This week last year, I started a business diary. Spurred on by the success of React+d3js, it was time to get serious.


Every week, I would write down some numbers, take stock of how I pushed my side-hustle forward, and brainstorm some ideas on what to do next. Here’s what that first page said:

Sales this weekAug 9th, 2015 – Aug 15th, 2015:

10 Student packages -> $87

1 Engineer package -> $59

Audience:

Udemy course -> 112 students1

Reactd3 email subscribers -> 160

Blog subscribers -> 78

Marketing

React page views: 380

Adwords: $70, 11k views, 30 clicks

FB ads: $1, 5 actions, 4 clicks

Things

  • published promo blogpost, this one
  • adjusted Drip campaign timing
  • researched email performance
  • started working on React+d3js update

Result

$75 profit


This Sunday, I wrote the last page that would fit in this notebook. Most entries were about a week apart, but some had an entire month between them. Life gets busy, and transcribing stats from charts you find online into a notebook is never a priority.

Here’s what the last page says:

Sales this week

7 student packages -> $117

4 Why programmers work at night -> $0

53 ES6 cheatsheet -> $8

Subscribers

Reactd3 -> 4,341

Why programmers work at night -> 736

Blog -> 944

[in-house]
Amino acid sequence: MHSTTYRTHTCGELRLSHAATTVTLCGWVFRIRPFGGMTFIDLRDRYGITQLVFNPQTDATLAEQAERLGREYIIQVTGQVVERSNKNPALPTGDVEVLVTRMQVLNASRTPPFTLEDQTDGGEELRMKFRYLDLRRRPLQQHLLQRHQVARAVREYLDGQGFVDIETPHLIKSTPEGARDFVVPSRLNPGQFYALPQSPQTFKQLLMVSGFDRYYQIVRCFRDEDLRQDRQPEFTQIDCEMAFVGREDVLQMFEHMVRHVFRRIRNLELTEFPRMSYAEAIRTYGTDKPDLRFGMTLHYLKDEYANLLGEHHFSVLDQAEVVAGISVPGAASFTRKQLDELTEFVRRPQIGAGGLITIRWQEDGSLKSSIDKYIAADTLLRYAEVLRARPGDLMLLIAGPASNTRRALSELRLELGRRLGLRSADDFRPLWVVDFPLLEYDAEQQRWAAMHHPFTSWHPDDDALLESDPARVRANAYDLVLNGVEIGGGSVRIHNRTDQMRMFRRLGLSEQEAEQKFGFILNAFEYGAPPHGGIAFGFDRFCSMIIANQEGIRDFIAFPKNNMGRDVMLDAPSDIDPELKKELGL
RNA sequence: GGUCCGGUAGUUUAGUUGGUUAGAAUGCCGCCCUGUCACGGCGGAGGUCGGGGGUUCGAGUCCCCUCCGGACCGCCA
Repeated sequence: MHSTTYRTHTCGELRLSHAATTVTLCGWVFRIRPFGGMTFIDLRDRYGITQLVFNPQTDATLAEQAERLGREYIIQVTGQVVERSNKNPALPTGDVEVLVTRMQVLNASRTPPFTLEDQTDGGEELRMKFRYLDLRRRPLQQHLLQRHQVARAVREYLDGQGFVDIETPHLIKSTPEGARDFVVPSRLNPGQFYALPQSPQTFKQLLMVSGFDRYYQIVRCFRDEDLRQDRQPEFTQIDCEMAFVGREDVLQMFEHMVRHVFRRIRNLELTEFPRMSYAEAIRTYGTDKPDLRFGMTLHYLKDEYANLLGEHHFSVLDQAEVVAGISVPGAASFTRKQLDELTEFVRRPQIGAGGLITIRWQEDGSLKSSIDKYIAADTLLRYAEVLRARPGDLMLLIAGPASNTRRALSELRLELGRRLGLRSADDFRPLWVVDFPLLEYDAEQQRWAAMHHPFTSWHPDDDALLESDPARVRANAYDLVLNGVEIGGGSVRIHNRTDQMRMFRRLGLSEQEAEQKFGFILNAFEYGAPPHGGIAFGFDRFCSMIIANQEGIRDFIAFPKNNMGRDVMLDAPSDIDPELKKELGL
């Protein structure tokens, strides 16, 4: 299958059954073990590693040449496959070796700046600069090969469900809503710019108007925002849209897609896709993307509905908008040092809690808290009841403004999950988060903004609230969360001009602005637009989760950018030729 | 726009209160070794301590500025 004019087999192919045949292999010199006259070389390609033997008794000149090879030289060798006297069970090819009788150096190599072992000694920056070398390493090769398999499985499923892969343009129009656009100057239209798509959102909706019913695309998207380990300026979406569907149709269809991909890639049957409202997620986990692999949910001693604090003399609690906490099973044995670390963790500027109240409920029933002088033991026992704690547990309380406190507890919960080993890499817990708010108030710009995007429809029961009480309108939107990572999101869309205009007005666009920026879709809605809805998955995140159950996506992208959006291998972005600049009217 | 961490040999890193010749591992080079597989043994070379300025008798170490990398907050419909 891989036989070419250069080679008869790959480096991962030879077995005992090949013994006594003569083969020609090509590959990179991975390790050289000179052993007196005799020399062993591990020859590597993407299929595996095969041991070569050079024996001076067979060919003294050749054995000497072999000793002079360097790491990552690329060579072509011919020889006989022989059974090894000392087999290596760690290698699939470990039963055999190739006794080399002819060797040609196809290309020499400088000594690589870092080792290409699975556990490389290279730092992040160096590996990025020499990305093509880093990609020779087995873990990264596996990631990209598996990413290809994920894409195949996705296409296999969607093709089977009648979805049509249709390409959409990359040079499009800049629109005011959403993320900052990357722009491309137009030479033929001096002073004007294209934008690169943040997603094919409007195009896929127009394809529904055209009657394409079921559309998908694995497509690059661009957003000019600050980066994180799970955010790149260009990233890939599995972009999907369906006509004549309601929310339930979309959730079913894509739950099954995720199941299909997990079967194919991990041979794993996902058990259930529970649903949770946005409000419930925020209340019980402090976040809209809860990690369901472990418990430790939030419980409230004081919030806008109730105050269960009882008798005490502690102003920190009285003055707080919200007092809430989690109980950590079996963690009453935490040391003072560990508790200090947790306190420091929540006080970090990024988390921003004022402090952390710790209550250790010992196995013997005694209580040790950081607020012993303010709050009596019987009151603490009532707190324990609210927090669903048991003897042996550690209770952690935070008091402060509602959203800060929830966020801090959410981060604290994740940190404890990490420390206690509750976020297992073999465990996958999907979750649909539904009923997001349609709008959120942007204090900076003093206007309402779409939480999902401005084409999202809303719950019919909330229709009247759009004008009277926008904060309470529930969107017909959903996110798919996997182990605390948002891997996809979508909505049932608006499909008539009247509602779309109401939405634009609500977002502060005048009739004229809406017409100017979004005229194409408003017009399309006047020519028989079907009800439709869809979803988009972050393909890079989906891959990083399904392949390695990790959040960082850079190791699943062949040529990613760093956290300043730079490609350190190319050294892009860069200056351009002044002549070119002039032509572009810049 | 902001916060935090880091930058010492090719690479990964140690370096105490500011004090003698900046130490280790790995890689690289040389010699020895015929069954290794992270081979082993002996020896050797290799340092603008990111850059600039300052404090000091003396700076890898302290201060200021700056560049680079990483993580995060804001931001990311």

Live coding -> 194

Medium -> 427

Marketing

FBads: $46, 29 leads, decent reach

Result

$201 loss ?

Things

  • paid my editor
  • I should move this to a spreadsheet

I probably should move my diary into a spreadsheet, but I’m on the fence about this. A spreadsheet makes it easier to look at trends and draw pretty graphs. A notebook makes it easier to appreciate life.

And yes, the last week in this diary is a $201 loss while the first week was a $75 profit. What a colossal failure! But not really. It fluctuates. Unlike a year ago, I have an editor now. I pay somebody to look at every single thing I publish.

I started looking for one right after that first week in the diary. A few weeks later, I had an editor. My side-hustle usually has a loss on the weeks that his monthly invoice comes through.

Such is life.


Here’s what happened in this year of side-hustling:

React Indie Bundle – 6 authors, 1 sale, $30k in a week

React+d3js ES6 – book rewrite, relaunch, $9k in first month

Weekly livecoding – pure fun, excuse to do cool shit

React+D3 workshops – 3 iterations, about $9k

ES6 cheatsheet – 1,184 emails, $314

Daily blogging experiment – ongoing, stay tuned

$27k in my share of sales2; 4 products launched; 2 things started to encourage doing cool shit; $4k spent on advertising; $2k on consultants; and some $2k on education materials.

That’s an overall profit of about $19k.

Which means I’m not investing enough in growth.


  1. This was my Mastering d3.js video course published through Packt. It has since died a whimpering death and has gone from Udemy. I don’t know if it’s still making sales somewhere else. We never even broke through the advance amount. ↩︎

  2. React Indie Bundle and the Workshops are a collaboration so I don’t get the whole pie. ↩︎

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